My criticism of Aadhaar isn’t new. The biometric ID system has a flawed design and verification procedures are weak, I had noticed way back in 2010. Aadhaar during the UPA-2 days involved thousands of crores of rupees (public money) being spent on a project that had no discourse or legislative sanction. This deliberate lack of debate and scrutiny has led us today to a situation where a huge database constructed clumsily has no reciprocal legal protections for those enrolled into Aadhaar and had volunteered data into it.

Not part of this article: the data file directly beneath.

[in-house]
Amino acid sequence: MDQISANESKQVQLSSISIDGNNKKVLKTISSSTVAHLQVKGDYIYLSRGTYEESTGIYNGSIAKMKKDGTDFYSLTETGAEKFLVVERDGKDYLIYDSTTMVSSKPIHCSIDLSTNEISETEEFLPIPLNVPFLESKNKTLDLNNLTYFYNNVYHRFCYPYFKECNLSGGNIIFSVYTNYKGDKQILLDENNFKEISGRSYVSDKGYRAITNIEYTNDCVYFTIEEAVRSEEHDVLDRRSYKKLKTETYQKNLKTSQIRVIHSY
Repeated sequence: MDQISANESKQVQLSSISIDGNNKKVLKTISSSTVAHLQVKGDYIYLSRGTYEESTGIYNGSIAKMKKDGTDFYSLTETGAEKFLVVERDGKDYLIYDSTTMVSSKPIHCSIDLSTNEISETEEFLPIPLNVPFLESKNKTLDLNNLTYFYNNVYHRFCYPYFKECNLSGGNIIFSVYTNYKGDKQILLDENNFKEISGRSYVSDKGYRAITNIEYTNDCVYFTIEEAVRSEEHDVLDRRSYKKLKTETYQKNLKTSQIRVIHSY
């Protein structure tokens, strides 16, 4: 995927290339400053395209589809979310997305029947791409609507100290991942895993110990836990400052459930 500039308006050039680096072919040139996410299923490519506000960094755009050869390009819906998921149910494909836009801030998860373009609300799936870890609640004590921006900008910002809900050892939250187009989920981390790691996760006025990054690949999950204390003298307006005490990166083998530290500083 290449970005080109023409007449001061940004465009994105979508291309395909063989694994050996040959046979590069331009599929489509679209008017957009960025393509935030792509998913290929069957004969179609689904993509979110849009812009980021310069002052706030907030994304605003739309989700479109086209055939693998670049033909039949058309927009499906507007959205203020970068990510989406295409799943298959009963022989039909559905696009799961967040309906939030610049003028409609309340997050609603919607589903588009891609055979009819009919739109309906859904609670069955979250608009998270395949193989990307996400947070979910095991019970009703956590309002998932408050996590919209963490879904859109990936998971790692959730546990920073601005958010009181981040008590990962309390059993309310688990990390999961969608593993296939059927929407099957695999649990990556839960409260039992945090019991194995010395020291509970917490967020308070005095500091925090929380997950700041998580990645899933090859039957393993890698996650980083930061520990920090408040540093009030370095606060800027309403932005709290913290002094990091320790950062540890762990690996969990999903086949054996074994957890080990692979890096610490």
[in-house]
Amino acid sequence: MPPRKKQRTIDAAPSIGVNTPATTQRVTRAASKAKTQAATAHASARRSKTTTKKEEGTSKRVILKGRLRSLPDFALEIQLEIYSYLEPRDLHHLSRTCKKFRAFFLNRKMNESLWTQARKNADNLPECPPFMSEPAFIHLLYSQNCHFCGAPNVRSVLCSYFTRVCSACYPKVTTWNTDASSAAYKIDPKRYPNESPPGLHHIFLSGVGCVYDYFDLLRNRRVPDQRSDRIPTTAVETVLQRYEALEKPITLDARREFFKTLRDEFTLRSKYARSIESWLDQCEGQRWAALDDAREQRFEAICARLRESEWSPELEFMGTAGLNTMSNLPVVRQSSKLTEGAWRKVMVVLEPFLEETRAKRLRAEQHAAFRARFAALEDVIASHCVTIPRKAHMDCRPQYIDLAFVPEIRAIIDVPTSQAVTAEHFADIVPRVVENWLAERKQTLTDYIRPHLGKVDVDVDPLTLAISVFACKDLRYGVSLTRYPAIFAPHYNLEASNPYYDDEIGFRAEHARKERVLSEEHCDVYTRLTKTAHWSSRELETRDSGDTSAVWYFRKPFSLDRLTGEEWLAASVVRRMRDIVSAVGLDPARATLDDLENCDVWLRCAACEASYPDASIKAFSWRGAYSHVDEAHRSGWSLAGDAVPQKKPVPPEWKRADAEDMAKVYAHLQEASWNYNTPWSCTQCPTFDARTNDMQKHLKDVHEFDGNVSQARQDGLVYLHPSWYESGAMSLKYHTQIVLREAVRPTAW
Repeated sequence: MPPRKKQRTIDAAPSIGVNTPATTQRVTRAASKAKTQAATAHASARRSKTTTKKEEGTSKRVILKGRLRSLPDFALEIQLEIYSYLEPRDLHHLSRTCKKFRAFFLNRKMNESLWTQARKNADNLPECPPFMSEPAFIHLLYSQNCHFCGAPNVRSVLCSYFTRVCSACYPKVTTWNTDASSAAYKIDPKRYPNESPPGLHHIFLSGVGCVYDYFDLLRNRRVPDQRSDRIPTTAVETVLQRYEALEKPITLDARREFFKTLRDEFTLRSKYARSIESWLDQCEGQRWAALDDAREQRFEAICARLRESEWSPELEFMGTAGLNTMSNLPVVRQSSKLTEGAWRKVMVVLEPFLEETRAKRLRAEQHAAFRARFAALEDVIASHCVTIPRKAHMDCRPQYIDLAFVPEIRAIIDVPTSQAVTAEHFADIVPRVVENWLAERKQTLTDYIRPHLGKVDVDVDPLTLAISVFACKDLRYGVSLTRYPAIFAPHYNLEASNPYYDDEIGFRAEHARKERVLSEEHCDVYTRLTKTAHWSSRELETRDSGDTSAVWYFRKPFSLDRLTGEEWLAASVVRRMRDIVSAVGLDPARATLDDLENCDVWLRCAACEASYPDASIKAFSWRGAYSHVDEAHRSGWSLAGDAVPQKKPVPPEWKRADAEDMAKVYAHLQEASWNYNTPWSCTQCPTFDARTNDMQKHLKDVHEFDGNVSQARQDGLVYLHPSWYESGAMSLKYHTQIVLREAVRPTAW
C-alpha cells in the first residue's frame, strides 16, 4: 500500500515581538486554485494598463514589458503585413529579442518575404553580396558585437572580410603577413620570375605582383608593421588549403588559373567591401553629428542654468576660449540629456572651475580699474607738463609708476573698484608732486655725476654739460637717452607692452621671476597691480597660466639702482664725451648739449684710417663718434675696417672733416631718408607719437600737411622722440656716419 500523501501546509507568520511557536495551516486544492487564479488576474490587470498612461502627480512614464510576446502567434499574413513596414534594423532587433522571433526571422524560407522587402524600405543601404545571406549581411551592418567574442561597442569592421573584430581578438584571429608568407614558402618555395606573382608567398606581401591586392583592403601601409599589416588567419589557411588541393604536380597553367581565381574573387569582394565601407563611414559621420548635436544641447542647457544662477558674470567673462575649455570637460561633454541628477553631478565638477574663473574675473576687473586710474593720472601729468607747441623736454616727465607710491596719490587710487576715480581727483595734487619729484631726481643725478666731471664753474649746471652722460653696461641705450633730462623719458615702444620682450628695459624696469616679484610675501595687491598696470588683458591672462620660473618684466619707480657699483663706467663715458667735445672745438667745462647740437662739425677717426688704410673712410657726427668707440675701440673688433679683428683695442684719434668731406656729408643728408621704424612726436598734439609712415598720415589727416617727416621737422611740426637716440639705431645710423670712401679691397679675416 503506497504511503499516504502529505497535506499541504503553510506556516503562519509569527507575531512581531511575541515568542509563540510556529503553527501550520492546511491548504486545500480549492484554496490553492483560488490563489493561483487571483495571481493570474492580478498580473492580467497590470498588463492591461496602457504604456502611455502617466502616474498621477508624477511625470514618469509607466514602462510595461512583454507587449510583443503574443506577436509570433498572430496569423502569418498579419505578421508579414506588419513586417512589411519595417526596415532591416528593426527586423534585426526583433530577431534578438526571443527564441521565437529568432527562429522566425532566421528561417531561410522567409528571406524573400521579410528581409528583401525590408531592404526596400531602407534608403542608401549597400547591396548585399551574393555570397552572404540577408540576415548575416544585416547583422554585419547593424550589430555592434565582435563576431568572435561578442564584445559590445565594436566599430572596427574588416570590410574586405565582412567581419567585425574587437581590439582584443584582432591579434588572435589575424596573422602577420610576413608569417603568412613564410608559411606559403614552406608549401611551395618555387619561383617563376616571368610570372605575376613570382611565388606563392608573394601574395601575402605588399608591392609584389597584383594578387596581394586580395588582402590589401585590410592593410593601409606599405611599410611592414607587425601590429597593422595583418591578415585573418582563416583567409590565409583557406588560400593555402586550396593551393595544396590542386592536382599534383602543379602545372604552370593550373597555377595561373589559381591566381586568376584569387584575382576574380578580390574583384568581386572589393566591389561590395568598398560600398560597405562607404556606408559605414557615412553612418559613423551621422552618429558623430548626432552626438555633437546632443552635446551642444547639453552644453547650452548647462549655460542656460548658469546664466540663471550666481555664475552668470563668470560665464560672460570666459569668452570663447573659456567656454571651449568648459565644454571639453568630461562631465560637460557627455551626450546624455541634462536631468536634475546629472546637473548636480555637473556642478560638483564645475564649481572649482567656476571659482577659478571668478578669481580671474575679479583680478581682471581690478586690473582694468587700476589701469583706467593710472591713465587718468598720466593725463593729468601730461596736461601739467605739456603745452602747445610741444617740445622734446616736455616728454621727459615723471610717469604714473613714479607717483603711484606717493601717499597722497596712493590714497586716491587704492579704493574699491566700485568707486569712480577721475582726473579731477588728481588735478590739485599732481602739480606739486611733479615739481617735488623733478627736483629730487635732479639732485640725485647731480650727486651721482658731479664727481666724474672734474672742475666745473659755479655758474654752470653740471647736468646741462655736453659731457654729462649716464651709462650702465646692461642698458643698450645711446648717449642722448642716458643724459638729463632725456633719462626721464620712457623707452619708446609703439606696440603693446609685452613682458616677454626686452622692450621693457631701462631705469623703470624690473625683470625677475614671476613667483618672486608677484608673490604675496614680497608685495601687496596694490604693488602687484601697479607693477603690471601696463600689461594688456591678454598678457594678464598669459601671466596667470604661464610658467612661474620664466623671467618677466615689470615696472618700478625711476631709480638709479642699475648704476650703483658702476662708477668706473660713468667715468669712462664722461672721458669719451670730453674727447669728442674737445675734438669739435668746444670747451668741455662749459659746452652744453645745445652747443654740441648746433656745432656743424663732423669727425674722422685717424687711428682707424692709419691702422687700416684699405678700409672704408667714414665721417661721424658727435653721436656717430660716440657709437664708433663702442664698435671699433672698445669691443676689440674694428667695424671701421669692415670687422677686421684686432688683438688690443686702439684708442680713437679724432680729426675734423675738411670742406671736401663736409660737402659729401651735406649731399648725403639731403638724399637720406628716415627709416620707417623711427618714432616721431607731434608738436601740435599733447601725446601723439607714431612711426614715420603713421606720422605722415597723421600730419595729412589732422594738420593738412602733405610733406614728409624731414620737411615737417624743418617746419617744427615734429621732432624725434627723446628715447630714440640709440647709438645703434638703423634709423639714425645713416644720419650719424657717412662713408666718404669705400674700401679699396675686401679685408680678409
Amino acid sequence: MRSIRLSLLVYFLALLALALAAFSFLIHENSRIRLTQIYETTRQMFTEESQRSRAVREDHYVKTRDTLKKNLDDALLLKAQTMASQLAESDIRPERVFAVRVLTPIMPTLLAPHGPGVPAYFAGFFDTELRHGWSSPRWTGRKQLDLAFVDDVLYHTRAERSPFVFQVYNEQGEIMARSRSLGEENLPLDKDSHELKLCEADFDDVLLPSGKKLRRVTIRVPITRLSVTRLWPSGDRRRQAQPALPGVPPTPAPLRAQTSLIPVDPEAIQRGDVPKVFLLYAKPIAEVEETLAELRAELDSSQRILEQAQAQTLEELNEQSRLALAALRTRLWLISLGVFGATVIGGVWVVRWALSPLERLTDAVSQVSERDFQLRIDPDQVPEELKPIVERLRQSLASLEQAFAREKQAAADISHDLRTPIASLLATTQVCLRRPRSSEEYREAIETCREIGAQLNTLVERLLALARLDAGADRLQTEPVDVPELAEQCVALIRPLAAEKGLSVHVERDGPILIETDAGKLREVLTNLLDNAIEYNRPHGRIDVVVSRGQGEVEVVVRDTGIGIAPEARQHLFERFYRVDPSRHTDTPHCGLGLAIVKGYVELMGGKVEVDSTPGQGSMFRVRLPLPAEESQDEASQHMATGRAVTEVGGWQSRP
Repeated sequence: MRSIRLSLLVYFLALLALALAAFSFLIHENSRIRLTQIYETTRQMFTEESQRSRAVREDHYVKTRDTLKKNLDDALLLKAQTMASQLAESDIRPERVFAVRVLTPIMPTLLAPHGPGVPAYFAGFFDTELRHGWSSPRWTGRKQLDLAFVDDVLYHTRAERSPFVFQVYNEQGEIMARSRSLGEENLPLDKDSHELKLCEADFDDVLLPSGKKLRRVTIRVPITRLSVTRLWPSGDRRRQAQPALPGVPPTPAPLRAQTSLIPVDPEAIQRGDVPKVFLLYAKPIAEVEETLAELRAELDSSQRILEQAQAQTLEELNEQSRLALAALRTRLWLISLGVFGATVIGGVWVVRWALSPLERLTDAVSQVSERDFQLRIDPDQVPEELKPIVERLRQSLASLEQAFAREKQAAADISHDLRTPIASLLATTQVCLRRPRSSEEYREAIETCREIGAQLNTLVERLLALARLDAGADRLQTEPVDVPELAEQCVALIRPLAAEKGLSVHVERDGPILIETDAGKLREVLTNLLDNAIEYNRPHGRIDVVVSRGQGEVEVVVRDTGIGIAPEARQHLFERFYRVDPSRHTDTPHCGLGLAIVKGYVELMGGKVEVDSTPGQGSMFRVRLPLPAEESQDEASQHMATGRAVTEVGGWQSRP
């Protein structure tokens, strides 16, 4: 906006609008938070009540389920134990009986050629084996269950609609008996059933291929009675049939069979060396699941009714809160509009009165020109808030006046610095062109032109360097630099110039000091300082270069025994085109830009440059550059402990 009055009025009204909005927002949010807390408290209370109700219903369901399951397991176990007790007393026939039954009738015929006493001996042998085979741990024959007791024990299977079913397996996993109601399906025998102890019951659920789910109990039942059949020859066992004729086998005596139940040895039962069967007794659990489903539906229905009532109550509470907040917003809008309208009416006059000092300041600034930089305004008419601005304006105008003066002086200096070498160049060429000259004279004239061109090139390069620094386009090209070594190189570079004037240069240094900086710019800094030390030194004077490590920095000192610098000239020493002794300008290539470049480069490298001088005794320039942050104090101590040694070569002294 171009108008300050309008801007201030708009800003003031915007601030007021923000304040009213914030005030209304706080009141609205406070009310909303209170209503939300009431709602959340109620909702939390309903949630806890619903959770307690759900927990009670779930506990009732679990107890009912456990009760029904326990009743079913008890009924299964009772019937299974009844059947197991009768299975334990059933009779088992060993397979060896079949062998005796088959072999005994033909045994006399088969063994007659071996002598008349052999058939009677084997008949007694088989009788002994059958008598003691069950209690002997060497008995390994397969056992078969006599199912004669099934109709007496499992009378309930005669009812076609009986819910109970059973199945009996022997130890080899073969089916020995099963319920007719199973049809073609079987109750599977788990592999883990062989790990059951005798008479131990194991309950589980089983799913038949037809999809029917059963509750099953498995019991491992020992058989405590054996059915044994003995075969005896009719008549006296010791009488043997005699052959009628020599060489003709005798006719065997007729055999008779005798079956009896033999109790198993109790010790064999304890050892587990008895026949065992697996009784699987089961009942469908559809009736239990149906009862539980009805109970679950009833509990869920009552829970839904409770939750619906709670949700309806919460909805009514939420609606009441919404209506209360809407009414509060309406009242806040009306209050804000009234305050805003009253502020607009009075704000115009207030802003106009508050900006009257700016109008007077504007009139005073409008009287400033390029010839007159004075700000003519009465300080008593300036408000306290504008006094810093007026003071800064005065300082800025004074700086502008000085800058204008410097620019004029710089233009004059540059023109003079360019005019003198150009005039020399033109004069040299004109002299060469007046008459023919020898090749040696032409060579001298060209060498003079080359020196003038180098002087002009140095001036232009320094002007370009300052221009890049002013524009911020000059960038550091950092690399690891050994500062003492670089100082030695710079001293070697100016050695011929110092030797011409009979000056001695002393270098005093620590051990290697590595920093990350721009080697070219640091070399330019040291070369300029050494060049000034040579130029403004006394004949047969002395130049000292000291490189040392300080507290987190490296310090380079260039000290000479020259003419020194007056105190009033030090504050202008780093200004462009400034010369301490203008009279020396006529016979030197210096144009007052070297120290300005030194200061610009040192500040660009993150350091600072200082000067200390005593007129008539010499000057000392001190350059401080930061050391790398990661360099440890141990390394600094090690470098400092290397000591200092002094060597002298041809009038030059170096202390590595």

I have been a long-standing advocate of ensuring rights to digital consumers and have made repeated efforts to realise these rights through my several interventions in Parliament and as well as outside it. When faced with an unresponsive Manmohan Singh government, I approached the court with PILs and successfully fought to revoke the draconian Section 66A of the IT Act to protect digital freedom of expression and voting rights for armed forces. In March 2014, when I moved the SC, the aim was to highlight the involvement of a violation of the citizens’ fundamental rights while implementing the UID/Aadhaar.